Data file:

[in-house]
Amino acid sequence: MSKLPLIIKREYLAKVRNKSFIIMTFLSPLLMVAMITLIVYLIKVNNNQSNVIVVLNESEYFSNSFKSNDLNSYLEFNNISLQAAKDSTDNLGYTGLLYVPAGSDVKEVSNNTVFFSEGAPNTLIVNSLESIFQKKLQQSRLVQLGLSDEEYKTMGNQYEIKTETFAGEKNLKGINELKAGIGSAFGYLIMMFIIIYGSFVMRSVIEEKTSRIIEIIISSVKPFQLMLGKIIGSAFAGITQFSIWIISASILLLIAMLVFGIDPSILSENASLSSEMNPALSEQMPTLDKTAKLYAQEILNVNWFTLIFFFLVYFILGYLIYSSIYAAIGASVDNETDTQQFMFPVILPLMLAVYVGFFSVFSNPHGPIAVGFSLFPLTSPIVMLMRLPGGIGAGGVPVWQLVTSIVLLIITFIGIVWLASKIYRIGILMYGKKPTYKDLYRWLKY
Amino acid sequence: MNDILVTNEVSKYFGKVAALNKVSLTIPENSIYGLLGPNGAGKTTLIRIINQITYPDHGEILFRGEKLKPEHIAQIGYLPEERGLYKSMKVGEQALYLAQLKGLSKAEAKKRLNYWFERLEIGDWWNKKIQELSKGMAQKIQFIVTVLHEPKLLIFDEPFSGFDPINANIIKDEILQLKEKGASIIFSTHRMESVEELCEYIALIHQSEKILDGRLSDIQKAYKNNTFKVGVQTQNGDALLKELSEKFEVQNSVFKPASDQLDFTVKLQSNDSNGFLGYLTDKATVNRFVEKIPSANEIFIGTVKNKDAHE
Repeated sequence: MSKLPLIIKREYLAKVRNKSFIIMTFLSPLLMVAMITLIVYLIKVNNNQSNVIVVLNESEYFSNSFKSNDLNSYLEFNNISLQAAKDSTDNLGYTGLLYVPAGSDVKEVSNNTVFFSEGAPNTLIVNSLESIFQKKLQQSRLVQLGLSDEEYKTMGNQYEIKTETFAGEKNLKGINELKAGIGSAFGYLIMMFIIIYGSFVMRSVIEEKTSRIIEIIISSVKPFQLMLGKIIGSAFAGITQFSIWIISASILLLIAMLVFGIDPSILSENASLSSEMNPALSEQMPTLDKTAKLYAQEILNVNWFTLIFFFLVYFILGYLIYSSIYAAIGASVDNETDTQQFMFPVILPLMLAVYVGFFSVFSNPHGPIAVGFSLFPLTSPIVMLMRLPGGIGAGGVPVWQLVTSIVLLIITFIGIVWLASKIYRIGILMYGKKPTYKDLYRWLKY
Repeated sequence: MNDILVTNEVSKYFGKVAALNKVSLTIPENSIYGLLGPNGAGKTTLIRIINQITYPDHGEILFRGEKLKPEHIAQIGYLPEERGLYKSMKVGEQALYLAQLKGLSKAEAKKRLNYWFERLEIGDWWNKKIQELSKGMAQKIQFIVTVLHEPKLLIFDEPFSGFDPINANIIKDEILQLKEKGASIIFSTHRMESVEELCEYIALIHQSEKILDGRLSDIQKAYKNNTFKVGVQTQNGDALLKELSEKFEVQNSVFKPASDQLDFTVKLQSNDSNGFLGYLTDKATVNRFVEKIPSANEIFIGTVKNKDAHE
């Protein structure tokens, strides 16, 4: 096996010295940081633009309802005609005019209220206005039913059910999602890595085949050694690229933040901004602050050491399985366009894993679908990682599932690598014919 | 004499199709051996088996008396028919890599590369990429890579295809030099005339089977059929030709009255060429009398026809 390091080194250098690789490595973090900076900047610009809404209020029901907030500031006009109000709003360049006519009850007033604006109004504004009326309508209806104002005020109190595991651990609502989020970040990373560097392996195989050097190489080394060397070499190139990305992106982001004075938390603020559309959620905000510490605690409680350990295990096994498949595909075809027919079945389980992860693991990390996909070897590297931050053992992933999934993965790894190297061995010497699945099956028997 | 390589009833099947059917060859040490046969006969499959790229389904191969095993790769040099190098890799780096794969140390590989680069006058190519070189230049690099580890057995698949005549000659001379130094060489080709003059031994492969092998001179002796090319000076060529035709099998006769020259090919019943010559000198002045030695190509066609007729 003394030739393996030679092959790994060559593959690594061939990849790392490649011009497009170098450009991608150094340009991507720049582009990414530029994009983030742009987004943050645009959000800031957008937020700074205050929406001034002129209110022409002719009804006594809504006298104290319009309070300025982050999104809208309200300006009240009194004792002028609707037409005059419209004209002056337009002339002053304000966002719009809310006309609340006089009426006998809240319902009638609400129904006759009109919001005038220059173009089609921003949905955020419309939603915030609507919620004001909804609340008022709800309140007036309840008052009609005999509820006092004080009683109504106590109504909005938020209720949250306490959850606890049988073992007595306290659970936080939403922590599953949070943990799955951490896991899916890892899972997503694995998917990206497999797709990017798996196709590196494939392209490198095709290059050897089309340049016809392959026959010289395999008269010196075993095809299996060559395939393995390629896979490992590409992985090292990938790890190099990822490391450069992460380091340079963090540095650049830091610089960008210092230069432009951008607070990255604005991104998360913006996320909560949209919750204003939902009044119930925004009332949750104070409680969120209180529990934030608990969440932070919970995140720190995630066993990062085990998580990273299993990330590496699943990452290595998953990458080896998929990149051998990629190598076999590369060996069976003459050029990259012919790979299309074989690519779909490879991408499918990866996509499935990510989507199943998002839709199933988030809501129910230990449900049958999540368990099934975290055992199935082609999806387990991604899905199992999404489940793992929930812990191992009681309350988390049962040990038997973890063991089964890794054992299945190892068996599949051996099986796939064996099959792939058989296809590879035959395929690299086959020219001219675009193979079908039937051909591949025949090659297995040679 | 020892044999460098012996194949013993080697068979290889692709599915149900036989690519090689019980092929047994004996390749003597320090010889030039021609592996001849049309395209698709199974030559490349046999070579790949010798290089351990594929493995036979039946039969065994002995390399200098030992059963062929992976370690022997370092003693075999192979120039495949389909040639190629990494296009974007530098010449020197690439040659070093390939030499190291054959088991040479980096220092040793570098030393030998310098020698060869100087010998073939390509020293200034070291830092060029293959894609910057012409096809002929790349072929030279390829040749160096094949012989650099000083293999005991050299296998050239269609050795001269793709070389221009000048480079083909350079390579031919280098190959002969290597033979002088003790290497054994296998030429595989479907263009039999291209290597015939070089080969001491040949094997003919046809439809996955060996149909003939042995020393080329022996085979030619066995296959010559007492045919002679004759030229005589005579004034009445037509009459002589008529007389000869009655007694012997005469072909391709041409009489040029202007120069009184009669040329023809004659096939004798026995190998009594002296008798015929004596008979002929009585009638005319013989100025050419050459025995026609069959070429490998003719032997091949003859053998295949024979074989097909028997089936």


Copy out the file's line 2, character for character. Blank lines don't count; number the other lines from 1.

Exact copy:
Amino acid sequence: MSKLPLIIKREYLAKVRNKSFIIMTFLSPLLMVAMITLIVYLIKVNNNQSNVIVVLNESEYFSNSFKSNDLNSYLEFNNISLQAAKDSTDNLGYTGLLYVPAGSDVKEVSNNTVFFSEGAPNTLIVNSLESIFQKKLQQSRLVQLGLSDEEYKTMGNQYEIKTETFAGEKNLKGINELKAGIGSAFGYLIMMFIIIYGSFVMRSVIEEKTSRIIEIIISSVKPFQLMLGKIIGSAFAGITQFSIWIISASILLLIAMLVFGIDPSILSENASLSSEMNPALSEQMPTLDKTAKLYAQEILNVNWFTLIFFFLVYFILGYLIYSSIYAAIGASVDNETDTQQFMFPVILPLMLAVYVGFFSVFSNPHGPIAVGFSLFPLTSPIVMLMRLPGGIGAGGVPVWQLVTSIVLLIITFIGIVWLASKIYRIGILMYGKKPTYKDLYRWLKY